Published on:

Ed McMahon Lawsuits: Slip & Fall (Premises Liability) Injuries Can Be Serious-Lawsuit Financing can Assist

Former Johnny Carson announcer, Ed McMahon, of “Heeeeere’s Johnny” fame, has been in the news quite a bit, lately. First, he called attention to the home foreclosure crisis in our country by announcing that his multi-million dollar mansion in California was being foreclosed upon. One reason why he has fallen upon hard times is that he was injured in a fall, broke his neck, and had to undergo multiple surgeries in an attempt to correct serious physical problems caused by the fall.

More recently, it was announced that Mr. McMahon is pursuing a medical malpractice and premises liability lawsuit against those he holds responsible for his condition. This Lawsuit Finance Blog has provided several posts on the issue of medical malpractice; today, I want to focus on the slip & fall or premises liability (as slips & falls or trips & falls are referred to in the legal profession) aspect of the case.

In Michigan, the headquarters of Lawsuit Financial Corporation and the State where my law practice has been for over 31 years, premises liability law has taken an ugly turn to the benefit of the premises owner or lease holder (insurance company’s insured) and against the victim (the injured party). Michigan is an extreme example where pro-business and pro-insurance handpicked judges invent new laws or interpret old ones to the detriment of innocent victims of negligence, but this phenomenon is on the rise in other states, as well. Michigan is a “comparative negligence” State. This means that if both sides are negligent, the tryer of fact and/or law, must grant plaintiff an award (if appropriate under the circumstances), attach percentages to each party’s fault and, an reduce the award by the at fault percentage attributable to the plaintiff. Sounds fair, right?

Over the last fifteen years or so, after the appointment of numerous pro-business judges, the standard of “open & obvious” has reared its ugly head, not as a comparative negligence standard (as it should be) but as an absolute defense to liability.. One ‘theme” used by these pro-business jurists to deny plaintiffs’ justice, is that a fall is unlikely to cause serious injury.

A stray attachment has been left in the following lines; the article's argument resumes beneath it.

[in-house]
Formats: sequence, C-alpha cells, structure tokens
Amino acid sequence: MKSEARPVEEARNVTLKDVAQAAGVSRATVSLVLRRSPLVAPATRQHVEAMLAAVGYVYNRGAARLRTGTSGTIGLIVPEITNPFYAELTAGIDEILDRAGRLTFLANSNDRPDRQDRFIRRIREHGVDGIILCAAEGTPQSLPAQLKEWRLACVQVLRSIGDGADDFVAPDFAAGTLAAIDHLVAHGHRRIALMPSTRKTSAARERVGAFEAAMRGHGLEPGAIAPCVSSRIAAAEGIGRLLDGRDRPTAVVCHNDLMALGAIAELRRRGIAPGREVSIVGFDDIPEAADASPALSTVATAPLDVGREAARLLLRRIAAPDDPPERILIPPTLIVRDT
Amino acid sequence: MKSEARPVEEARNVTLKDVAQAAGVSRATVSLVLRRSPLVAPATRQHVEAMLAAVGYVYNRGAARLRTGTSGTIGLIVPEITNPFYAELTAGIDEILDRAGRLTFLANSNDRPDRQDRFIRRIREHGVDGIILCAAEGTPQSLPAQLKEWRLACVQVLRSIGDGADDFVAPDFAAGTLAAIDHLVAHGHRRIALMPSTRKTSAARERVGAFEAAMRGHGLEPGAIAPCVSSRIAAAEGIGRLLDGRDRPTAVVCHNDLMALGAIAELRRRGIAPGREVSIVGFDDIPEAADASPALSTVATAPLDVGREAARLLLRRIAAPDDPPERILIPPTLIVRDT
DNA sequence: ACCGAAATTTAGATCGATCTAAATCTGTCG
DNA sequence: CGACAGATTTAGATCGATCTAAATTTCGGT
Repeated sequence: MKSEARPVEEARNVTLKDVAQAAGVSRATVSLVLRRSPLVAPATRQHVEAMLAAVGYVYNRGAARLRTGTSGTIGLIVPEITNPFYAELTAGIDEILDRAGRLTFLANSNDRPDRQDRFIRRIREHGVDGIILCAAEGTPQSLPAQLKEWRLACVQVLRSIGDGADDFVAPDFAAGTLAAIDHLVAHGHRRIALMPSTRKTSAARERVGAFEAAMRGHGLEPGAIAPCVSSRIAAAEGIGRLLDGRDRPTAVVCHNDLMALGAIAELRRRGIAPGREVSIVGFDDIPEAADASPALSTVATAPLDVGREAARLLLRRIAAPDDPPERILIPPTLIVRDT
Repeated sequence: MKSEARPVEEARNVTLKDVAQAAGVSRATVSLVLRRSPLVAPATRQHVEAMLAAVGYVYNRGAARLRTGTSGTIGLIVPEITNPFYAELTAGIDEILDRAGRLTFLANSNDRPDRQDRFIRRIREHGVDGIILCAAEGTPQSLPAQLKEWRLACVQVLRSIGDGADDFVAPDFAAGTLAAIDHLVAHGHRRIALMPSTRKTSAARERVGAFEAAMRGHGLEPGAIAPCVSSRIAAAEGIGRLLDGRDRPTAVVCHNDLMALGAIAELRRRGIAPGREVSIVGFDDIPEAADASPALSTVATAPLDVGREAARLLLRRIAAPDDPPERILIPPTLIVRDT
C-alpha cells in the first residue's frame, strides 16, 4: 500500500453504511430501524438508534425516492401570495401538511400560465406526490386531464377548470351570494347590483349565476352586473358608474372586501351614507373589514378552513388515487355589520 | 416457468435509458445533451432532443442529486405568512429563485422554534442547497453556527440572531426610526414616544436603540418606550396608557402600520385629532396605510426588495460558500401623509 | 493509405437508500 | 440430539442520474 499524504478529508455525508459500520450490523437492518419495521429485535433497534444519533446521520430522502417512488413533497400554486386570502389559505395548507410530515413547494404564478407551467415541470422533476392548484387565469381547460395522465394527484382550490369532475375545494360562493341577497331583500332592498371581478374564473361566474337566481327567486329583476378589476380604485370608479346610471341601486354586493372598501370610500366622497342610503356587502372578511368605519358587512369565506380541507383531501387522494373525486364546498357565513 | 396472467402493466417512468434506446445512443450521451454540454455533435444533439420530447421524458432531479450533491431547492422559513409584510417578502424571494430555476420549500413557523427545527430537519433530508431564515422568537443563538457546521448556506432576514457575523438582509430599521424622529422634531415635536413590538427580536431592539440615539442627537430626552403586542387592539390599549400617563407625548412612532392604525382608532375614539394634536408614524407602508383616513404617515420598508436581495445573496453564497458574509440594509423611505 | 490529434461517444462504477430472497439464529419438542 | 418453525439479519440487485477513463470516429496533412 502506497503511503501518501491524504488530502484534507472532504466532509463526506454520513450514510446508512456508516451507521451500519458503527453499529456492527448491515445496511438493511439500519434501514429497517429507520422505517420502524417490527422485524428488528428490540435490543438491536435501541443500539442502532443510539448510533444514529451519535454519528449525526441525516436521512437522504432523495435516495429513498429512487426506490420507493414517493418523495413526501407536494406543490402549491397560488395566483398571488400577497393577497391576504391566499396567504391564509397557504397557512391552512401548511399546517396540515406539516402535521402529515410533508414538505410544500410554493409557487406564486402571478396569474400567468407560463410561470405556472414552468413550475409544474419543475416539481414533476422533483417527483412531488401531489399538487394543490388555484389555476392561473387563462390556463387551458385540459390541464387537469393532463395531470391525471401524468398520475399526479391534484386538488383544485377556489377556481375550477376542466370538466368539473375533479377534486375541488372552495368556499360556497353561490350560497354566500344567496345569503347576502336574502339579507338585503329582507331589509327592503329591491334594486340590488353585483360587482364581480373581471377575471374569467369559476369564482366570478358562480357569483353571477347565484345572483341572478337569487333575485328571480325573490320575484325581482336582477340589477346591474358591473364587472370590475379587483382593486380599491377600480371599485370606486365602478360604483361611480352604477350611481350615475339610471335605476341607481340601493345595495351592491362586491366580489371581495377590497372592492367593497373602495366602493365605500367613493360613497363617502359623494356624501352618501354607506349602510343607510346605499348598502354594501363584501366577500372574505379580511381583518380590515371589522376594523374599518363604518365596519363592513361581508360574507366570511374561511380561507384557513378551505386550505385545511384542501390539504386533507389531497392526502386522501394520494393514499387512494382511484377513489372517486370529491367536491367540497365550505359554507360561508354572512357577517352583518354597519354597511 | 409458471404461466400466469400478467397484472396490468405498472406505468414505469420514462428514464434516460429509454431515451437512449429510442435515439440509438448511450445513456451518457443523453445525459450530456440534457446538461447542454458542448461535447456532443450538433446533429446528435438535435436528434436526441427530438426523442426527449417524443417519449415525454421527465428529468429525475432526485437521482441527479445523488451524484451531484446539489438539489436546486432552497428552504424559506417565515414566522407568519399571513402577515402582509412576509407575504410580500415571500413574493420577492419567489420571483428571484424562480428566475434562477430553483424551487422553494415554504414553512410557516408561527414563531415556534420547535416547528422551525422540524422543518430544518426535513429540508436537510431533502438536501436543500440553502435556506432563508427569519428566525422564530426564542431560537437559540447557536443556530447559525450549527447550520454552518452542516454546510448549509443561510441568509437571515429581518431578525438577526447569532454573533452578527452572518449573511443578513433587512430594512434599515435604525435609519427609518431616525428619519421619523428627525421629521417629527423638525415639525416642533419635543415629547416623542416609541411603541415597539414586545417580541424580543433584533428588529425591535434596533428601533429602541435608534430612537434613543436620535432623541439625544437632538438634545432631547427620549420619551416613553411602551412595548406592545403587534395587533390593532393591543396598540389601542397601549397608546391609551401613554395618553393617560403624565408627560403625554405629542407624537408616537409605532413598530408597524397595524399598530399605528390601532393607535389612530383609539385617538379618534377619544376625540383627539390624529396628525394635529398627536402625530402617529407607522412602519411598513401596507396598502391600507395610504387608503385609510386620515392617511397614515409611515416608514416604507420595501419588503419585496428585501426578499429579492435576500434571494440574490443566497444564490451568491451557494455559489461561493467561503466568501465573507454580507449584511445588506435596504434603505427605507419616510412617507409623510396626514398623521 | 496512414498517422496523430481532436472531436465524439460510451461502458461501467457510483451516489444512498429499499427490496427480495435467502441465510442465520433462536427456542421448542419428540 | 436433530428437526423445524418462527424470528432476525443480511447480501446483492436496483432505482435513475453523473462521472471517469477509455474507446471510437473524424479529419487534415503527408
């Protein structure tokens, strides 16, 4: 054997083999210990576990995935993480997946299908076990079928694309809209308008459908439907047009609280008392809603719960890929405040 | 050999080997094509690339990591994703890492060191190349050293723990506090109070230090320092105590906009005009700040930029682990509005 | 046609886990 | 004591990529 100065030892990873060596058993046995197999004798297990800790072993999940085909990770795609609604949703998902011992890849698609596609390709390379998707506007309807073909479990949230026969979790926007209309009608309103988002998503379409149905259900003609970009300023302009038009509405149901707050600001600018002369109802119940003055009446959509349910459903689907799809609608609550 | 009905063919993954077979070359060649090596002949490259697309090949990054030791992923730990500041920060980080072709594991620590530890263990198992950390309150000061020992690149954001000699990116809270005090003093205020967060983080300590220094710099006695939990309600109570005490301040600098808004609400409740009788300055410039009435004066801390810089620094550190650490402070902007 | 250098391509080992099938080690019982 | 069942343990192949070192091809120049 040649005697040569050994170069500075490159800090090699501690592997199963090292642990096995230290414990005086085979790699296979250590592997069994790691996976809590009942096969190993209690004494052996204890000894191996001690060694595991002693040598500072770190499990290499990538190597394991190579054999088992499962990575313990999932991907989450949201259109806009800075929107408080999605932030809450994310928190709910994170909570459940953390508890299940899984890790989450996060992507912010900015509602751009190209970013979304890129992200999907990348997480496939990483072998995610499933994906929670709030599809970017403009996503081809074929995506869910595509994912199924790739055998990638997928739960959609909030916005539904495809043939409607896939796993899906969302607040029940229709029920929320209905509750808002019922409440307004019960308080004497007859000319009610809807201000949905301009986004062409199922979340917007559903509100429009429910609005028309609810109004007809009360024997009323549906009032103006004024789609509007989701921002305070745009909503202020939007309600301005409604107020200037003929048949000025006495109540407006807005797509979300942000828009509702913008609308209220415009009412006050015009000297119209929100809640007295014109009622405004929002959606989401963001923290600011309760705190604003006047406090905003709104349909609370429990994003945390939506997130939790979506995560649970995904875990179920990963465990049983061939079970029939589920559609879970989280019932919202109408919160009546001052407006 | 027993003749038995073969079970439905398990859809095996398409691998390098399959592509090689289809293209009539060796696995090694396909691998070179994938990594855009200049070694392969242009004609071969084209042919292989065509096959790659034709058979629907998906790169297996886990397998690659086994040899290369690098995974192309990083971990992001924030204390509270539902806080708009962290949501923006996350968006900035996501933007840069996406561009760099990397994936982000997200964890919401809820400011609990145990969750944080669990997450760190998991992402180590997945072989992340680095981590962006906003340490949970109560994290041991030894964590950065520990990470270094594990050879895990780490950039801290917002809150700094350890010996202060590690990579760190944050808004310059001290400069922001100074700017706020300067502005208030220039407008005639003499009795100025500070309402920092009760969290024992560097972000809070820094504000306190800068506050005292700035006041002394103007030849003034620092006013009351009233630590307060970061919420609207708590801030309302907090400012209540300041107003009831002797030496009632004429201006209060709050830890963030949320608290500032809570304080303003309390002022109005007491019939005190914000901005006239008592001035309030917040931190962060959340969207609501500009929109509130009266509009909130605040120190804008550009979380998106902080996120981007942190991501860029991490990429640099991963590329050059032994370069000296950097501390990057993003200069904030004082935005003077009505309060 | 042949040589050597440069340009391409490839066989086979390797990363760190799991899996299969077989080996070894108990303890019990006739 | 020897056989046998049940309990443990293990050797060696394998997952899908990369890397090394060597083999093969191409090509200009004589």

It is pure fiction that people do not sustain serious injuries from falls. Mr. McMahon’s injuries are prime examples of the absurdity of this premise. The fact is that falls are the leading cause of injury deaths to our older population. Falls are also the leading cause of treated injuries in hospital emergency rooms. In 2004, for example, 14,900 people 65 and older died from injuries related to unintentional falls; about 1.8 million people 65 and older were treated in emergency departments for nonfatal injuries from falls, and more than 433,000 of these patients were hospitalized. These rates have risen, significantly, over the past decade.

A large percentage of fall victims suffer minor to severe injuries such as bruises, hip fractures or head trauma; such injuries can increase the risk of early death. Falls are also the most common cause of traumatic brain injuries. It is clear that serious injury and death frequently result from falls to the ground, regardless of cause or distance. You may remember that famous diet doctor, Robert Atkins, died as the result of a fall in 2003.

I am calling upon Michigan residents to take action against this injustice. Contact your state representatives and ask them to sponsor a bill to make premises liability law fair in Michigan. Every other area of the law is subject to the application of the comparative negligence standard except Premises Liability. Ask your State Representative to apply straight comparative negligence to Premises Liability litigation.

Lawsuit Financial Corporation is one of the country’s leading law suit funding companies. We provide non-recourse cash advances in Premises Liability/Slip & Fall cases and all other Personal Injury cases. Call us, toll free, at 1-877-377-SUIT (7848) or visit us on the web at www.lawsuitfinancial.com.